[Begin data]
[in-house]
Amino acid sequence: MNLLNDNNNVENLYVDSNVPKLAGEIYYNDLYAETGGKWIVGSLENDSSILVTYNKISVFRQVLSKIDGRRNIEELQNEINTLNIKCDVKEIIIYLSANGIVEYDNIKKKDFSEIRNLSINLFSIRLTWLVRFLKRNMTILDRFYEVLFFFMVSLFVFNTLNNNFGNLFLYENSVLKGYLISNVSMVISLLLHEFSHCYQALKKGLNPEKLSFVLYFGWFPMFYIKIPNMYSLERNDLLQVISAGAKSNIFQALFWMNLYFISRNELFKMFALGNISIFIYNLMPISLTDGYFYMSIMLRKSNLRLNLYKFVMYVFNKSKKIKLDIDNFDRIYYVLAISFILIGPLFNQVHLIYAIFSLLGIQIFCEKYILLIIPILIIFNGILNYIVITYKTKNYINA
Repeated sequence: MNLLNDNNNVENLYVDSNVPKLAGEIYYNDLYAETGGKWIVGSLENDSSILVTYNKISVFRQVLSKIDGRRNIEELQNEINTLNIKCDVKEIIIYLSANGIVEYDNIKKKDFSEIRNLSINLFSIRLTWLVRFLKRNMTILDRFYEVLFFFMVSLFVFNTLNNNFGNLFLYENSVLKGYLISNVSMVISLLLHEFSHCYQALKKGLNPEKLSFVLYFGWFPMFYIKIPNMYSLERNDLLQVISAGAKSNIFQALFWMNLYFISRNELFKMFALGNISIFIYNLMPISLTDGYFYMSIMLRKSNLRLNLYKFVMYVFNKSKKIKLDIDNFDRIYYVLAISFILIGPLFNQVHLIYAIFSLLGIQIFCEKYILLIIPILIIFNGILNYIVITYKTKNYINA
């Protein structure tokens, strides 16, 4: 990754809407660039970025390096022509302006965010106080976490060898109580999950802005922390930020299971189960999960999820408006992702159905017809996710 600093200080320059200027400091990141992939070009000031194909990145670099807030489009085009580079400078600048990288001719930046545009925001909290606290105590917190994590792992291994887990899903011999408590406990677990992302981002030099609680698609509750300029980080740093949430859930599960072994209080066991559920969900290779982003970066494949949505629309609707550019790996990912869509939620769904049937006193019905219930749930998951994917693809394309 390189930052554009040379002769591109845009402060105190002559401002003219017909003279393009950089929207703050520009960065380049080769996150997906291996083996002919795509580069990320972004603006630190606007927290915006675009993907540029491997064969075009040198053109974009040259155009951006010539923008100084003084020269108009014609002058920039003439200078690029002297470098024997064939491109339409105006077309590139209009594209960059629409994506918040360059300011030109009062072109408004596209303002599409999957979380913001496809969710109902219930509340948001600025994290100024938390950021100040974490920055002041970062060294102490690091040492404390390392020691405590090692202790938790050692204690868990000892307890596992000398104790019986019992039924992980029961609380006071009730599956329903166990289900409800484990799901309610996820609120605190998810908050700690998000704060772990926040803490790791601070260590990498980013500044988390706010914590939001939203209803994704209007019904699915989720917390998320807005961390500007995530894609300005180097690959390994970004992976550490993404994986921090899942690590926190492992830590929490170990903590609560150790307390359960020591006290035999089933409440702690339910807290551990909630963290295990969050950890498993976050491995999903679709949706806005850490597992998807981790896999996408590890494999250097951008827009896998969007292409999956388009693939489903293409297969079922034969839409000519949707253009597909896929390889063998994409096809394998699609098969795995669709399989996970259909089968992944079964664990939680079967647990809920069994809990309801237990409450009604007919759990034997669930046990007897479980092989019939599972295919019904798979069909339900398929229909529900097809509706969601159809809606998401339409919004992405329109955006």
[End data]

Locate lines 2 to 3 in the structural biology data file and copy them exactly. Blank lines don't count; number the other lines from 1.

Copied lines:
Amino acid sequence: MNLLNDNNNVENLYVDSNVPKLAGEIYYNDLYAETGGKWIVGSLENDSSILVTYNKISVFRQVLSKIDGRRNIEELQNEINTLNIKCDVKEIIIYLSANGIVEYDNIKKKDFSEIRNLSINLFSIRLTWLVRFLKRNMTILDRFYEVLFFFMVSLFVFNTLNNNFGNLFLYENSVLKGYLISNVSMVISLLLHEFSHCYQALKKGLNPEKLSFVLYFGWFPMFYIKIPNMYSLERNDLLQVISAGAKSNIFQALFWMNLYFISRNELFKMFALGNISIFIYNLMPISLTDGYFYMSIMLRKSNLRLNLYKFVMYVFNKSKKIKLDIDNFDRIYYVLAISFILIGPLFNQVHLIYAIFSLLGIQIFCEKYILLIIPILIIFNGILNYIVITYKTKNYINA
Repeated sequence: MNLLNDNNNVENLYVDSNVPKLAGEIYYNDLYAETGGKWIVGSLENDSSILVTYNKISVFRQVLSKIDGRRNIEELQNEINTLNIKCDVKEIIIYLSANGIVEYDNIKKKDFSEIRNLSINLFSIRLTWLVRFLKRNMTILDRFYEVLFFFMVSLFVFNTLNNNFGNLFLYENSVLKGYLISNVSMVISLLLHEFSHCYQALKKGLNPEKLSFVLYFGWFPMFYIKIPNMYSLERNDLLQVISAGAKSNIFQALFWMNLYFISRNELFKMFALGNISIFIYNLMPISLTDGYFYMSIMLRKSNLRLNLYKFVMYVFNKSKKIKLDIDNFDRIYYVLAISFILIGPLFNQVHLIYAIFSLLGIQIFCEKYILLIIPILIIFNGILNYIVITYKTKNYINA